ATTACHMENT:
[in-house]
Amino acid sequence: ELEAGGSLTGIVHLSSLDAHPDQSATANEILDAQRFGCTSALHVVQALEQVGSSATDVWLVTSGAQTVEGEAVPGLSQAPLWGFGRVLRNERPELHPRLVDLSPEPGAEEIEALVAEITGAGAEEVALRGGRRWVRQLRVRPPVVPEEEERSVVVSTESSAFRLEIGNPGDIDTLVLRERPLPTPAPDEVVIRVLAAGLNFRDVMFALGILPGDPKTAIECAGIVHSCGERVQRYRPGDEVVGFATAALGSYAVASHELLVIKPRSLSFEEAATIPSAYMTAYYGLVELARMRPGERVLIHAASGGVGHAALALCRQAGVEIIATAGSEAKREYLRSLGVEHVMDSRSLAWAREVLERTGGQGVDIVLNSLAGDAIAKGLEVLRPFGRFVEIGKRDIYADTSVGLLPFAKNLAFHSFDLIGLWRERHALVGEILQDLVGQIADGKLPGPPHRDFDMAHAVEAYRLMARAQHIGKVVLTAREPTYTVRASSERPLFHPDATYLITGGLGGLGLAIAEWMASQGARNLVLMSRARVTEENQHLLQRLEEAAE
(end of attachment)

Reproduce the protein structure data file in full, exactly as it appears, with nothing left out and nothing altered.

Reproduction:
[in-house]
Amino acid sequence: ELEAGGSLTGIVHLSSLDAHPDQSATANEILDAQRFGCTSALHVVQALEQVGSSATDVWLVTSGAQTVEGEAVPGLSQAPLWGFGRVLRNERPELHPRLVDLSPEPGAEEIEALVAEITGAGAEEVALRGGRRWVRQLRVRPPVVPEEEERSVVVSTESSAFRLEIGNPGDIDTLVLRERPLPTPAPDEVVIRVLAAGLNFRDVMFALGILPGDPKTAIECAGIVHSCGERVQRYRPGDEVVGFATAALGSYAVASHELLVIKPRSLSFEEAATIPSAYMTAYYGLVELARMRPGERVLIHAASGGVGHAALALCRQAGVEIIATAGSEAKREYLRSLGVEHVMDSRSLAWAREVLERTGGQGVDIVLNSLAGDAIAKGLEVLRPFGRFVEIGKRDIYADTSVGLLPFAKNLAFHSFDLIGLWRERHALVGEILQDLVGQIADGKLPGPPHRDFDMAHAVEAYRLMARAQHIGKVVLTAREPTYTVRASSERPLFHPDATYLITGGLGGLGLAIAEWMASQGARNLVLMSRARVTEENQHLLQRLEEAAE